Future location of Mental Health Department remains unclear in Seneca County

Public Works Committee meets on Saturday, November 10th. Photo by @FLXJosh on Twitter.

What’s next for Seneca as they consider possible options for relocating Mental Health?

The Seneca County Board of Supervisors held a special Public Works Committee meeting on Saturday, weighing and discussing possible options – as the lone department continues to wait for word on where it will head.

It all comes down to identifying where Mental Health will move. It was set to move into the former-BonaDent building, which would have taken it out of its Thurber Drive home now, according to a facilities master plan pushed by former County Manager John Sheppard.

Upon his exit, Public Works Director Sam Priem said that the Passero Plan, which included a series of facility moves and upgrades – was formally put on hold. The supervisors had fought Sheppard on that proposal throughout the last year of his tenure, despite multiple efforts to push, and move various departments to different locations in the County Office Building and former-BonaDent space.

Several moves had already taken place. Public Health and Office of the Aging both relocated to the building acquired more than two years ago, which cost the County upwards of $2 million. Public Health had previously been housed in the Thurber Drive location, which is in desperate need for upgrades – if any department is going to remain.

Public Works Chair Don Trout (R-Waterloo), Supervisor Bob Hayssen (R-Varick) and Supervisor Cindy Lorenzetti (D-Fayette) were all present at Saturday’s session and led discussion with Public Works Director Sam Priem, Acting County Manager Mitch Rowe, and Community Services Director Margaret Morse representing the Mental Health Department.

The supervisors are left with a problem currently – if they plan to move Mental Health into the former-BonaDent space. That facility houses two public tenants, who pay approximately $100,000 annually in rent as part of a lease agreement. While the supervisors were not overly-concerned about the prospect of losing that income – they did voice concerns about one of those tenants, and how they may move forward.

Three options were discussed by the supervisors on Saturday:

1) Leave Mental Health at it’s current space on Thurber Drive. The board could move to find rehab options for that facility, if proven cost-effective.

2) Move Mental Health over to the former-BonaDent building, which would still come with cost. The supervisors discussed facility updates that would be required in space currently utilized by Glove House and the Red Cross.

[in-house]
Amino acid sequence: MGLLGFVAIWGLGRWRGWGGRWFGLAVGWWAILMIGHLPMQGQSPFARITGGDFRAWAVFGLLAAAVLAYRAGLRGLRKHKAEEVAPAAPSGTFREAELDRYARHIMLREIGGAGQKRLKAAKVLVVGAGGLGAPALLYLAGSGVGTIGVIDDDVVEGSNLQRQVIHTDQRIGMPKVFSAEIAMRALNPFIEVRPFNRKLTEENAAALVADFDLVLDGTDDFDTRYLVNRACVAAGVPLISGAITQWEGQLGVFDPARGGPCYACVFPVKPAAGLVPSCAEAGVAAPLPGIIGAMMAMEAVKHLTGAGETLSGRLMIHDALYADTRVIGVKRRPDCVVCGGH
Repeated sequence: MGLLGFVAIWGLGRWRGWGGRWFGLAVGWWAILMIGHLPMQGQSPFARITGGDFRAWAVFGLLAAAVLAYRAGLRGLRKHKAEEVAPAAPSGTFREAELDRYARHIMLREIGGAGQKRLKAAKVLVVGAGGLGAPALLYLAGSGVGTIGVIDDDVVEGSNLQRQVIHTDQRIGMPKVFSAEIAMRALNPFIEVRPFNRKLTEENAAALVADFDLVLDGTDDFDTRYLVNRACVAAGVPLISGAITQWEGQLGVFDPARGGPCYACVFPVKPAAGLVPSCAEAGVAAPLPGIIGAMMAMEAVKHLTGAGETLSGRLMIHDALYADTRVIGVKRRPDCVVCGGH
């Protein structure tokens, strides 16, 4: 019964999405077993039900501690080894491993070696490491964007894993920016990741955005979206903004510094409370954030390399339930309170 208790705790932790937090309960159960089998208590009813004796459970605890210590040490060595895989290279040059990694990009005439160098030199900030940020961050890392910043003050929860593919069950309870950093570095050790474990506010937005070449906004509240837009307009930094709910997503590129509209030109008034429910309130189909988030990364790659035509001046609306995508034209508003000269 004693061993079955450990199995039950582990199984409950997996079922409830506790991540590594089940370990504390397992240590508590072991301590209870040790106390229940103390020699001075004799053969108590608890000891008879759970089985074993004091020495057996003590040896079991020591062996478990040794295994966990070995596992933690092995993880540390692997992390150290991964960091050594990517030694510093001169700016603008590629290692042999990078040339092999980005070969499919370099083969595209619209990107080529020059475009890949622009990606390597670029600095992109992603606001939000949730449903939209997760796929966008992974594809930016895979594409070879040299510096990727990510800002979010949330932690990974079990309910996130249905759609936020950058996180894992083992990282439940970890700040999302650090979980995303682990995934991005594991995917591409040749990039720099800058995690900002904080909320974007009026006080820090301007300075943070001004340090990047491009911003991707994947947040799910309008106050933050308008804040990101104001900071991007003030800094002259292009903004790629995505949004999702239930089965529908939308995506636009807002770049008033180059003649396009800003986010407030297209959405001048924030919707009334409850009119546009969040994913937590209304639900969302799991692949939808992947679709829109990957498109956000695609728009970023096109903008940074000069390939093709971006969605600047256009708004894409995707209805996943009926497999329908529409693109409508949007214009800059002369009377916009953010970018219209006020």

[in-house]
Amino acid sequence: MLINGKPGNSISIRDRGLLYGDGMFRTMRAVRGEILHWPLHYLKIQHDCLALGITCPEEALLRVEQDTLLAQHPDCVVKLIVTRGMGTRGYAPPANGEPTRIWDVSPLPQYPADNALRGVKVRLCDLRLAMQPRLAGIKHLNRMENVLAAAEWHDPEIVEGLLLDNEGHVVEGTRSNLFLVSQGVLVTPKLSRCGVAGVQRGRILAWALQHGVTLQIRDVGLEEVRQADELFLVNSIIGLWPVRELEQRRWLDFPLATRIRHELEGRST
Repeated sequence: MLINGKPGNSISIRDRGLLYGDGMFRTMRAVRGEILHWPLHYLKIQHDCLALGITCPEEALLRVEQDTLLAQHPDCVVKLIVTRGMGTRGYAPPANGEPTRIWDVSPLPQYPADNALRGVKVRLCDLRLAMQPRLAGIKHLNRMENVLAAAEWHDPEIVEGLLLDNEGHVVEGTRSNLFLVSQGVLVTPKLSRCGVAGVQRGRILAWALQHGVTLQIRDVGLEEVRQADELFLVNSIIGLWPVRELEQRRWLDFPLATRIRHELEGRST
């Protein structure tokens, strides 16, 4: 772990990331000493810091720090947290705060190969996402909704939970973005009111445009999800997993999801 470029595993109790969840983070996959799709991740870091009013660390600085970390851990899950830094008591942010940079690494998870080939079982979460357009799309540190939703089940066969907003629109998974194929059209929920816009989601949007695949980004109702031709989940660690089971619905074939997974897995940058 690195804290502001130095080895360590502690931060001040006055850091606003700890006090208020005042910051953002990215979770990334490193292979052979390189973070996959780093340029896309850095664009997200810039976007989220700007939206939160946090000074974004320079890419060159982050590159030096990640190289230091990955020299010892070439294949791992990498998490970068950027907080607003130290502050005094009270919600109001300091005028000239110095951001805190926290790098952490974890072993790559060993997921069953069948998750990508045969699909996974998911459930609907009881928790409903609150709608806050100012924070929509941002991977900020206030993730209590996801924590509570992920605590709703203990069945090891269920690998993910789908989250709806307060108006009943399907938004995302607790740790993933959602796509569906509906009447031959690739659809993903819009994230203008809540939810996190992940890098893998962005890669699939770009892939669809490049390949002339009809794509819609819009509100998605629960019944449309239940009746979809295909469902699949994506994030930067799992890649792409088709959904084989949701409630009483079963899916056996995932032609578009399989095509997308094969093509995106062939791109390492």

3) Find a hybrid option that includes moving a daycare center set to open in the former-BonaDent space, Mental Health, and Seneca County.

Supervisor Bob Hayssen (R-Varick) said it comes down to doing what’s right for taxpayers. “We need to do what’s right for the taxpayers, and not worry about private companies or interests,” he said during debate.

Supervisor Greg Lazzaro (R-Seneca Falls) agreed that the County should be put first, but noted they should be careful about quickly they proceed. “We need to talk with the stakeholders involved. We’ve signed agreements. We need to be careful about how we proceed and what we do,” he explained.

By this time the committee meeting had turned largely into a brainstorming session, with various ideas and possibilities being thrown on the table.

Director Morse said that for the Mental Health Department the best option for residents, the County, and taxpayers should be considered. “It’s a growing department with growing needs. The BonaDent building is a nicer space, and we could use the 15,000-square-feet,” she explained. “There are issues at the BonaDent building for us operationally, like parking and records space, as the County’s needs continue to grow in terms of Mental Health service.”

Supervisor Lorenzetti said that more conversation needs to happen. “We’ve paid a lot of money to engineering firms already; and we’re back at square-one. We need to get a reasonable figure; one that we can trust, and set forward on a plan.”

The session closed with instructing Director Priem to speak with those involved stakeholders at the former-BonaDent building, like the leashes who would be impacted by moving, those involved with the prospective daycare facility, and to identify costs of all options laid out in the Saturday morning session.

The board is not expected to take additional action on this matter at their upcoming meeting.

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